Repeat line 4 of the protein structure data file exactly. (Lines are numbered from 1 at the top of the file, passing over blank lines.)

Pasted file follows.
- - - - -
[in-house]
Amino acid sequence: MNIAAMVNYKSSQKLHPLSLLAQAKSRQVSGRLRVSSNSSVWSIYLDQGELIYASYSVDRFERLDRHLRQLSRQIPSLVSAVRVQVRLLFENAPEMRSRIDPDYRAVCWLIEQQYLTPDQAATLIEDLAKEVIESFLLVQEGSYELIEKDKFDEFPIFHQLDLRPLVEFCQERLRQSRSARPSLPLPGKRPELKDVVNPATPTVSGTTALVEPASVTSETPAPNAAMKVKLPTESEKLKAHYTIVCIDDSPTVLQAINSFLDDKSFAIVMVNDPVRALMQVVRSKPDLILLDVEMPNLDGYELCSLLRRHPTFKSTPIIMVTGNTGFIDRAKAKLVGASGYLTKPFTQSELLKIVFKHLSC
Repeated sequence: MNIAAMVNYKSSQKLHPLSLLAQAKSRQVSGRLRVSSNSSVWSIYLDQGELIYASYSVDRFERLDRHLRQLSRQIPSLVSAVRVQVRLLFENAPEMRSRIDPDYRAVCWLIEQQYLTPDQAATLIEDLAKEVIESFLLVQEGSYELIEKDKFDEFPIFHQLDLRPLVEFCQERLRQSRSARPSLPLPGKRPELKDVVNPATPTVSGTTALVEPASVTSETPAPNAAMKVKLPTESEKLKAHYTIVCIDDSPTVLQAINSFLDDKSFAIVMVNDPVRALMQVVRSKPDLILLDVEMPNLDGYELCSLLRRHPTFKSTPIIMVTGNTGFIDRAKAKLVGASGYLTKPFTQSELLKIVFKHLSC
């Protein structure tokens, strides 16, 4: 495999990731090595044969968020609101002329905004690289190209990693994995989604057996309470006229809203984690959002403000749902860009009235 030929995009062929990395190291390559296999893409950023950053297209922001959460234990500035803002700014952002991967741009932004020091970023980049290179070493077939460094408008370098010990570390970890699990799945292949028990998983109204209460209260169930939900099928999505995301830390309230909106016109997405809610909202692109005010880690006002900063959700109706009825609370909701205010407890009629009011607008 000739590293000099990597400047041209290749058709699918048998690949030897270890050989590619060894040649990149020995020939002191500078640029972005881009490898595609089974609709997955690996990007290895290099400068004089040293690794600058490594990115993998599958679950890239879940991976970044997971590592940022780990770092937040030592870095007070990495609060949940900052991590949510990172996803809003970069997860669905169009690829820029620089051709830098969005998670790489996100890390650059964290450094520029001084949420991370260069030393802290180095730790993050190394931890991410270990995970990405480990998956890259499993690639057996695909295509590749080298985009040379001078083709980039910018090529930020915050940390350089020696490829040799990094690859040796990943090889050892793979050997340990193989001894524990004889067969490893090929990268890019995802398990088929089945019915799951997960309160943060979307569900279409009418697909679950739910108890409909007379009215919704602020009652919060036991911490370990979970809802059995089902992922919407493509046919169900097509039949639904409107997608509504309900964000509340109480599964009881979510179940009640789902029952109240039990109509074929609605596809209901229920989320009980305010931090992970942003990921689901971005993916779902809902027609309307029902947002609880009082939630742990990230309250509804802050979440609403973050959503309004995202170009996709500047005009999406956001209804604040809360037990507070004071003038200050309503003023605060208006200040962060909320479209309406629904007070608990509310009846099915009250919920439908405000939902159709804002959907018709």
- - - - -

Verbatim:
């Protein structure tokens, strides 16, 4: 495999990731090595044969968020609101002329905004690289190209990693994995989604057996309470006229809203984690959002403000749902860009009235 030929995009062929990395190291390559296999893409950023950053297209922001959460234990500035803002700014952002991967741009932004020091970023980049290179070493077939460094408008370098010990570390970890699990799945292949028990998983109204209460209260169930939900099928999505995301830390309230909106016109997405809610909202692109005010880690006002900063959700109706009825609370909701205010407890009629009011607008 000739590293000099990597400047041209290749058709699918048998690949030897270890050989590619060894040649990149020995020939002191500078640029972005881009490898595609089974609709997955690996990007290895290099400068004089040293690794600058490594990115993998599958679950890239879940991976970044997971590592940022780990770092937040030592870095007070990495609060949940900052991590949510990172996803809003970069997860669905169009690829820029620089051709830098969005998670790489996100890390650059964290450094520029001084949420991370260069030393802290180095730790993050190394931890991410270990995970990405480990998956890259499993690639057996695909295509590749080298985009040379001078083709980039910018090529930020915050940390350089020696490829040799990094690859040796990943090889050892793979050997340990193989001894524990004889067969490893090929990268890019995802398990088929089945019915799951997960309160943060979307569900279409009418697909679950739910108890409909007379009215919704602020009652919060036991911490370990979970809802059995089902992922919407493509046919169900097509039949639904409107997608509504309900964000509340109480599964009881979510179940009640789902029952109240039990109509074929609605596809209901229920989320009980305010931090992970942003990921689901971005993916779902809902027609309307029902947002609880009082939630742990990230309250509804802050979440609403973050959503309004995202170009996709500047005009999406956001209804604040809360037990507070004071003038200050309503003023605060208006200040962060909320479209309406629904007070608990509310009846099915009250919920439908405000939902159709804002959907018709």